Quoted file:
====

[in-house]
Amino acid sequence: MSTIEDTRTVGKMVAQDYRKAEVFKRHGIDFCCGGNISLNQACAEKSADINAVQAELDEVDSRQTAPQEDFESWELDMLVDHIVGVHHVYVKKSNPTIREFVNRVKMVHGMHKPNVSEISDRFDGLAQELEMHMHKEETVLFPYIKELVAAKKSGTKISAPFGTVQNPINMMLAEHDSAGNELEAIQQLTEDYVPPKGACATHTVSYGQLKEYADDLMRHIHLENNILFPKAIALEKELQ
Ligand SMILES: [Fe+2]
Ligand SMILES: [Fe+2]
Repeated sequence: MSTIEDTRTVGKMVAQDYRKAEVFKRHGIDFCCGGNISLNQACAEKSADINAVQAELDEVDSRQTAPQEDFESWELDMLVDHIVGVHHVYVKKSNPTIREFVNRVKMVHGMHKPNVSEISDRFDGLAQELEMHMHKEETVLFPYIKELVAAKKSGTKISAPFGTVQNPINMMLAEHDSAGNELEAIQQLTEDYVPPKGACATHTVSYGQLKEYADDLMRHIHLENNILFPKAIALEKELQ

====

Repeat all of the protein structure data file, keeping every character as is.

[in-house]
Amino acid sequence: MSTIEDTRTVGKMVAQDYRKAEVFKRHGIDFCCGGNISLNQACAEKSADINAVQAELDEVDSRQTAPQEDFESWELDMLVDHIVGVHHVYVKKSNPTIREFVNRVKMVHGMHKPNVSEISDRFDGLAQELEMHMHKEETVLFPYIKELVAAKKSGTKISAPFGTVQNPINMMLAEHDSAGNELEAIQQLTEDYVPPKGACATHTVSYGQLKEYADDLMRHIHLENNILFPKAIALEKELQ
Ligand SMILES: [Fe+2]
Ligand SMILES: [Fe+2]
Repeated sequence: MSTIEDTRTVGKMVAQDYRKAEVFKRHGIDFCCGGNISLNQACAEKSADINAVQAELDEVDSRQTAPQEDFESWELDMLVDHIVGVHHVYVKKSNPTIREFVNRVKMVHGMHKPNVSEISDRFDGLAQELEMHMHKEETVLFPYIKELVAAKKSGTKISAPFGTVQNPINMMLAEHDSAGNELEAIQQLTEDYVPPKGACATHTVSYGQLKEYADDLMRHIHLENNILFPKAIALEKELQ